Milk and mucous
Many people in Australia believe that nasal stuffiness is related, in part, to how much milk you drink. However, there is no scientific basis to this theory. Milk doesn’t encourage extra mucous production.
Cows milk versus goats milk
Some people switch to goat’s milk because of perceived sensitivities to cow’s milk. If a person has an allergic sensitivity, it is usually due to one or more of the proteins in milk. The proteins in goat’s milk are closely related to those in cow’s milk so replacing one type of milk with the other usually doesn’t make any difference. Milk allergies are more common in very young children and most tend to grow out of them or build up a tolerance to milk.
Lactose is a type of carbohydrate or sugar that naturally occurs in milk from any mammal, including humans. Normally, an enzyme in the small intestine called lactase breaks down lactose so it can be absorbed into the bloodstream. Some people don’t produce enough lactase – undigested lactose is broken up by the bacteria in their large intestine causing gas, bloating, pain and diarrhoea. This condition is called ‘lactose intolerance’.
You can be born lactose intolerant or develop it later in life. If you think you may be lactose intolerant, see your doctor.
Most people can have small amounts of dairy products
Milk and milk products are highly nutritious, so people who suffer from lactose intolerance should not give them up entirely. You can still consume milk in moderate quantities. You can also buy lactose-free milk.
Most people can tolerate the amount of lactose in:
- Half a cup of milk
- Three quarters of a cup of ice cream
- Three quarters of a cup of yoghurt
- Half a cup of white sauce
- Three quarters of a cup of unripened cheeses like cottage or ricotta.
Some dairy foods contain less lactose
Some dairy foods contain less lactose than others and may be better for people who suffer from lactose intolerance. For example:
- Fermented milk products, including some yoghurts, mature cheeses (like cheddar cheese, fetta and mozzarella) and butter, generally pose no tolerance problems. (However, butter is high in saturated fat and is not recommended for good heart health.)
- Heated milk products, such as evaporated milk, seem to be better tolerated than unheated foods because the heating process breaks down some of the lactose.
Soy as an alternative
Soy foods are lactose free and a good substitute for milk or milk products if fortified with calcium. Soy milk, custard, yoghurt and cheese are now widely available in Australia, but check that they are calcium fortified.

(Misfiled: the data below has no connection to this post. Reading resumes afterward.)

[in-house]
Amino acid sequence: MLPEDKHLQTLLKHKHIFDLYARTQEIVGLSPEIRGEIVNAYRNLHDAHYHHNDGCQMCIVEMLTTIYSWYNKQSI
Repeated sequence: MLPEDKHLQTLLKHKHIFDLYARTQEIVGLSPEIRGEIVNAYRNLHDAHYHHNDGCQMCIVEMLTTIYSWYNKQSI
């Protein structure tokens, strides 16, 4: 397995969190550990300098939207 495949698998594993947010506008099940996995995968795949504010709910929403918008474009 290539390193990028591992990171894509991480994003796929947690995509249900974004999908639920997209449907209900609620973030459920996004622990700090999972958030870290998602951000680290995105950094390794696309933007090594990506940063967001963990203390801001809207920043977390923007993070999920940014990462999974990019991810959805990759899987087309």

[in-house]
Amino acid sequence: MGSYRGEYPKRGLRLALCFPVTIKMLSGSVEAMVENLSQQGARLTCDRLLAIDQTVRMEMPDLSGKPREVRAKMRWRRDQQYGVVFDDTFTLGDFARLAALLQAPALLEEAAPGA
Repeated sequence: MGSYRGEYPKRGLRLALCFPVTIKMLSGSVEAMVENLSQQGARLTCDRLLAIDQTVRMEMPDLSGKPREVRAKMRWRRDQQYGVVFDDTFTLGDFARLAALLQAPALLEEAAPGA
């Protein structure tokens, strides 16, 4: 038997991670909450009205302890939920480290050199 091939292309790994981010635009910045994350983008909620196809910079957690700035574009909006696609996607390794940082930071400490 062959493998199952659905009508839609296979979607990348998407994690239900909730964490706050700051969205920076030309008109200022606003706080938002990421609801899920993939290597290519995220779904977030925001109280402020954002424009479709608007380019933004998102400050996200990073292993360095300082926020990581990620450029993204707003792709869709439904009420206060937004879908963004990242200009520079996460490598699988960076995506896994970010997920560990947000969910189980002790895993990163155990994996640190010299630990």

Other sources of calcium
Although milk is an excellent source of calcium, it isn’t the only one. Other good sources include:
- Cheese, especially hard cheeses
- Calcium-fortified soy products
- Calcium-fortified cereals and orange juice
- Fish with edible bones, like canned salmon and sardines
- Some nuts (almonds, brazil nuts)
- Sesame seeds (and tahini)
- Dried fruit (figs, apricots)
- Dark green leafy vegetables (Asian greens like bok choy).
Daily calcium requirements
To meet the body’s daily calcium requirement, it is recommended that adults eat between two and a half to four serves of dairy products a day. One serve is equivalent to:
- 250mL (1 cup) milk – fresh, UHT long-life or reconstituted dried
- 125mL (1/2 cup) evaporated unsweetened milk
- 200g (3/4 cup or 1 small carton) yoghurt
- 40g (2 slices, or a 4x3x2 cm piece) hard cheese (such as cheddar)
- 120g ricotta cheese
Where to get help
- Your doctor
- Gastroenterologist (your doctor can refer you)
- Dietitians Association of Australia Tel. 1800 812 942
Things to remember
- Milk is an excellent source of calcium and other essential nutrients.
- There are many modified milks available.
- Lactose intolerance is caused by an inability to digest milk sugars, but most people can tolerate small amounts of milk.
- Flavoured milks (reduced fat varieties, for children over two years) are preferable to soft drinks and fruit drinks.
You might also be interested in:
- Child nutrition - juices and sweet drinks.
- Food allergy and intolerance.
- Lactose intolerance.
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Deakin University - Faculty of Health and Behavioural Sciences
Last reviewed: June 2012